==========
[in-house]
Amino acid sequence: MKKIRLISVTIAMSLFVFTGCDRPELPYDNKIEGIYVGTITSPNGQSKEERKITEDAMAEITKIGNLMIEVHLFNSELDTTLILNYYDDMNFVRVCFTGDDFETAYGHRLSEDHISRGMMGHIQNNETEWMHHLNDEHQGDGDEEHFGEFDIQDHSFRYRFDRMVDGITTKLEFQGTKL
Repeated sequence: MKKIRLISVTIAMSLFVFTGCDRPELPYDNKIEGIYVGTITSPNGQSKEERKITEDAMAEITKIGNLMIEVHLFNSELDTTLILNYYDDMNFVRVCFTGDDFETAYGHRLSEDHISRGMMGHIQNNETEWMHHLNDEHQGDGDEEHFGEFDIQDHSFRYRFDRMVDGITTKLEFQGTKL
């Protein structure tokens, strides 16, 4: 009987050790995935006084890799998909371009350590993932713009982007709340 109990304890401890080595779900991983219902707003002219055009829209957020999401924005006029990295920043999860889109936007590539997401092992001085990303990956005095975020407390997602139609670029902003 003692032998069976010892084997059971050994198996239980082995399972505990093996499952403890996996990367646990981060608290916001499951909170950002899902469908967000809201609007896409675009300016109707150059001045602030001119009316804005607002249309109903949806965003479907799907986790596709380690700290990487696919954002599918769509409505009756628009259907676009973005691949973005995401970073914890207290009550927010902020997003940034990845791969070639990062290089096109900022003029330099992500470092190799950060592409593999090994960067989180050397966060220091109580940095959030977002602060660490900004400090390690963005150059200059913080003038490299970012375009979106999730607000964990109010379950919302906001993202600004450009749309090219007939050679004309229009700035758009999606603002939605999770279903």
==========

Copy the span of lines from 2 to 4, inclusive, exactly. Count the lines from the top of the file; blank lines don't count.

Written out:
Amino acid sequence: MKKIRLISVTIAMSLFVFTGCDRPELPYDNKIEGIYVGTITSPNGQSKEERKITEDAMAEITKIGNLMIEVHLFNSELDTTLILNYYDDMNFVRVCFTGDDFETAYGHRLSEDHISRGMMGHIQNNETEWMHHLNDEHQGDGDEEHFGEFDIQDHSFRYRFDRMVDGITTKLEFQGTKL
Repeated sequence: MKKIRLISVTIAMSLFVFTGCDRPELPYDNKIEGIYVGTITSPNGQSKEERKITEDAMAEITKIGNLMIEVHLFNSELDTTLILNYYDDMNFVRVCFTGDDFETAYGHRLSEDHISRGMMGHIQNNETEWMHHLNDEHQGDGDEEHFGEFDIQDHSFRYRFDRMVDGITTKLEFQGTKL
């Protein structure tokens, strides 16, 4: 009987050790995935006084890799998909371009350590993932713009982007709340 109990304890401890080595779900991983219902707003002219055009829209957020999401924005006029990295920043999860889109936007590539997401092992001085990303990956005095975020407390997602139609670029902003 003692032998069976010892084997059971050994198996239980082995399972505990093996499952403890996996990367646990981060608290916001499951909170950002899902469908967000809201609007896409675009300016109707150059001045602030001119009316804005607002249309109903949806965003479907799907986790596709380690700290990487696919954002599918769509409505009756628009259907676009973005691949973005995401970073914890207290009550927010902020997003940034990845791969070639990062290089096109900022003029330099992500470092190799950060592409593999090994960067989180050397966060220091109580940095959030977002602060660490900004400090390690963005150059200059913080003038490299970012375009979106999730607000964990109010379950919302906001993202600004450009749309090219007939050679004309229009700035758009999606603002939605999770279903």